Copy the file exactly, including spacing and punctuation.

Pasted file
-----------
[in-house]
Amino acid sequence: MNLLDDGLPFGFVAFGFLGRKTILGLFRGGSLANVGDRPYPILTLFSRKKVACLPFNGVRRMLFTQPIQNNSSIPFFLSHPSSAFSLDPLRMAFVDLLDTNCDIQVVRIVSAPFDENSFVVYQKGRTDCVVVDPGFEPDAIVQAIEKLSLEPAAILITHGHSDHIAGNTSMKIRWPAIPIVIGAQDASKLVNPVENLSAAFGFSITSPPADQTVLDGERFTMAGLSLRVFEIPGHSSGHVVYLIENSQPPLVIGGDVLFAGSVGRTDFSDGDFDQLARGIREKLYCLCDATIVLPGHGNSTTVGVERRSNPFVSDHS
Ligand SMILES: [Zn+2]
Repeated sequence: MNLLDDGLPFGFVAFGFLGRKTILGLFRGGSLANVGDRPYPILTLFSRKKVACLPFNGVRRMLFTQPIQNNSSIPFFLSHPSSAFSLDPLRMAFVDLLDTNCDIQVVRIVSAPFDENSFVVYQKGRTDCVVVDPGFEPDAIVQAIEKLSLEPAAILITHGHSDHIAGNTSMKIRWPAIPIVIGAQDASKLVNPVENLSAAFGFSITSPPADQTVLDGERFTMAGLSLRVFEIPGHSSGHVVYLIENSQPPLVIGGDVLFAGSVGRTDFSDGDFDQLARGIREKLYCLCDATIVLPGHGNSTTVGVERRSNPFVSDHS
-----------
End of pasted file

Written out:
[in-house]
Amino acid sequence: MNLLDDGLPFGFVAFGFLGRKTILGLFRGGSLANVGDRPYPILTLFSRKKVACLPFNGVRRMLFTQPIQNNSSIPFFLSHPSSAFSLDPLRMAFVDLLDTNCDIQVVRIVSAPFDENSFVVYQKGRTDCVVVDPGFEPDAIVQAIEKLSLEPAAILITHGHSDHIAGNTSMKIRWPAIPIVIGAQDASKLVNPVENLSAAFGFSITSPPADQTVLDGERFTMAGLSLRVFEIPGHSSGHVVYLIENSQPPLVIGGDVLFAGSVGRTDFSDGDFDQLARGIREKLYCLCDATIVLPGHGNSTTVGVERRSNPFVSDHS
Ligand SMILES: [Zn+2]
Repeated sequence: MNLLDDGLPFGFVAFGFLGRKTILGLFRGGSLANVGDRPYPILTLFSRKKVACLPFNGVRRMLFTQPIQNNSSIPFFLSHPSSAFSLDPLRMAFVDLLDTNCDIQVVRIVSAPFDENSFVVYQKGRTDCVVVDPGFEPDAIVQAIEKLSLEPAAILITHGHSDHIAGNTSMKIRWPAIPIVIGAQDASKLVNPVENLSAAFGFSITSPPADQTVLDGERFTMAGLSLRVFEIPGHSSGHVVYLIENSQPPLVIGGDVLFAGSVGRTDFSDGDFDQLARGIREKLYCLCDATIVLPGHGNSTTVGVERRSNPFVSDHS